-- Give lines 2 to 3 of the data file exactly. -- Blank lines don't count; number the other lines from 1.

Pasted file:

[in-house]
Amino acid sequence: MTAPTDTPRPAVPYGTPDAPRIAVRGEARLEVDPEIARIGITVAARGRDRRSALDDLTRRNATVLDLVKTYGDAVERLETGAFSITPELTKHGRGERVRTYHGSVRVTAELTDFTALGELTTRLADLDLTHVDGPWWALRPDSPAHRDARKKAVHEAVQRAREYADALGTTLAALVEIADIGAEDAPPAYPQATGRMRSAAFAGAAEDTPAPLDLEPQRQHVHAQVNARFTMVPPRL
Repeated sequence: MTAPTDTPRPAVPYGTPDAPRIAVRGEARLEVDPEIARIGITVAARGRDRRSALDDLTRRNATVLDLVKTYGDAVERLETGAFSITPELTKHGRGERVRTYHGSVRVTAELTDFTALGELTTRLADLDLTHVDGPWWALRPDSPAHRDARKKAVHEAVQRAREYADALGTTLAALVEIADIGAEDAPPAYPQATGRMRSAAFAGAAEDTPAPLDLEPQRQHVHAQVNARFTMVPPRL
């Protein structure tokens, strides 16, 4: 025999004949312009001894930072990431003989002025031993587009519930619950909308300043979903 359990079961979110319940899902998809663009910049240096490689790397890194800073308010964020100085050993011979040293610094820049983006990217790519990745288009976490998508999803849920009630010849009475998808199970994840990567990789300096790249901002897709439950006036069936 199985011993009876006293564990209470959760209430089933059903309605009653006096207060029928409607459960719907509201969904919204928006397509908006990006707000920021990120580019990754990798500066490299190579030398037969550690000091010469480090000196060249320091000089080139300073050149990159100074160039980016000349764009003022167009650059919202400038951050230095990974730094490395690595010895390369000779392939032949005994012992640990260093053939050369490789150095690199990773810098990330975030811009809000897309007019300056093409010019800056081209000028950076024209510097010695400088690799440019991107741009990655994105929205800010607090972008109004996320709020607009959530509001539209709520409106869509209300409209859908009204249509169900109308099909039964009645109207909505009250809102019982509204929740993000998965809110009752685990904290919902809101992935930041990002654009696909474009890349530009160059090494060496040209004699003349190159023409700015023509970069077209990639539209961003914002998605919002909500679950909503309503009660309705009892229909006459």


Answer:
Amino acid sequence: MTAPTDTPRPAVPYGTPDAPRIAVRGEARLEVDPEIARIGITVAARGRDRRSALDDLTRRNATVLDLVKTYGDAVERLETGAFSITPELTKHGRGERVRTYHGSVRVTAELTDFTALGELTTRLADLDLTHVDGPWWALRPDSPAHRDARKKAVHEAVQRAREYADALGTTLAALVEIADIGAEDAPPAYPQATGRMRSAAFAGAAEDTPAPLDLEPQRQHVHAQVNARFTMVPPRL
Repeated sequence: MTAPTDTPRPAVPYGTPDAPRIAVRGEARLEVDPEIARIGITVAARGRDRRSALDDLTRRNATVLDLVKTYGDAVERLETGAFSITPELTKHGRGERVRTYHGSVRVTAELTDFTALGELTTRLADLDLTHVDGPWWALRPDSPAHRDARKKAVHEAVQRAREYADALGTTLAALVEIADIGAEDAPPAYPQATGRMRSAAFAGAAEDTPAPLDLEPQRQHVHAQVNARFTMVPPRL